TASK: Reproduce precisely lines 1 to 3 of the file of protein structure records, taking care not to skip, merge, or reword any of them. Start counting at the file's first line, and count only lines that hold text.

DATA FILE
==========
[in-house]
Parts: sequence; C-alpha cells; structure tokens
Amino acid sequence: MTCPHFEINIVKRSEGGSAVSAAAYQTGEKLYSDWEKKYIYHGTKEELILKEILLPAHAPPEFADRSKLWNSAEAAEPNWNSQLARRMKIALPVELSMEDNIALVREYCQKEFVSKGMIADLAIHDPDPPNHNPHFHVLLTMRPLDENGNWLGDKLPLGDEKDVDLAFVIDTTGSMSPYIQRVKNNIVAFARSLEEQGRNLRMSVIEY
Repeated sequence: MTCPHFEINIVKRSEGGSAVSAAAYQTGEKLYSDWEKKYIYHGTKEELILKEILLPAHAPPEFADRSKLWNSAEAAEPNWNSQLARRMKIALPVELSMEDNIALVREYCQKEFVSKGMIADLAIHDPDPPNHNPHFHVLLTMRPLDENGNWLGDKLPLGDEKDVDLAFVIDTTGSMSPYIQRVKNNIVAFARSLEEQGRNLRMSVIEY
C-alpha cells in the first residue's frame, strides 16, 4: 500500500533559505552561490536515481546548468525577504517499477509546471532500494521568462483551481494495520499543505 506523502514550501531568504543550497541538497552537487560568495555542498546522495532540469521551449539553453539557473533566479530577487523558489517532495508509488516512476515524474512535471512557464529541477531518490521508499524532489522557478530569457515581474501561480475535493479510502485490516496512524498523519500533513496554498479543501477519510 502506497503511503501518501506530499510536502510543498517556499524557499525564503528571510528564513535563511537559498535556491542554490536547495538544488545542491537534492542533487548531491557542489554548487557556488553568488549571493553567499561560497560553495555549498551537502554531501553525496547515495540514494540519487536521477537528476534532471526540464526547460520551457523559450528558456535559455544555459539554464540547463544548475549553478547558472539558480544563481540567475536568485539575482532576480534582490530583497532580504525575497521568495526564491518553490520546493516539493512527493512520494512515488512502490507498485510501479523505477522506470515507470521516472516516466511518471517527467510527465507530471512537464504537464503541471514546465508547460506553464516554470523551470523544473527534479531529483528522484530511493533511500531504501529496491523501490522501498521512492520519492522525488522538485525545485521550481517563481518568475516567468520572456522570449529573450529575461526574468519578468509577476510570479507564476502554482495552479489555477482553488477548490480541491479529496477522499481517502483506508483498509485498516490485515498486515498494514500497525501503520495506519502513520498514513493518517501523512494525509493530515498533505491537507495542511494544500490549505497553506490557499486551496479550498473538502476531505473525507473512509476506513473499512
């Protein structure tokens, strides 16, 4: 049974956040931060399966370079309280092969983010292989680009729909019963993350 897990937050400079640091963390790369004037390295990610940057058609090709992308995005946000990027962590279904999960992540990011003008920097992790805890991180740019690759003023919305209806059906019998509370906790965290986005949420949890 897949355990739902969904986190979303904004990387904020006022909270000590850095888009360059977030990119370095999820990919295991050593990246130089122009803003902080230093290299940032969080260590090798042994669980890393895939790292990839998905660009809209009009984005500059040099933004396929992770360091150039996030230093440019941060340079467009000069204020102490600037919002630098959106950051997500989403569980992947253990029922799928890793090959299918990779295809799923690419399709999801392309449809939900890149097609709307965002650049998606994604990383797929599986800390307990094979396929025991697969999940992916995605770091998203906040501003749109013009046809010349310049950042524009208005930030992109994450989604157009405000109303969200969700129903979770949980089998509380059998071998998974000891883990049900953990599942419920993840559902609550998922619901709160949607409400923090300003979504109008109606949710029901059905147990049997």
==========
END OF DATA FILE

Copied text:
[in-house]
Parts: sequence; C-alpha cells; structure tokens
Amino acid sequence: MTCPHFEINIVKRSEGGSAVSAAAYQTGEKLYSDWEKKYIYHGTKEELILKEILLPAHAPPEFADRSKLWNSAEAAEPNWNSQLARRMKIALPVELSMEDNIALVREYCQKEFVSKGMIADLAIHDPDPPNHNPHFHVLLTMRPLDENGNWLGDKLPLGDEKDVDLAFVIDTTGSMSPYIQRVKNNIVAFARSLEEQGRNLRMSVIEY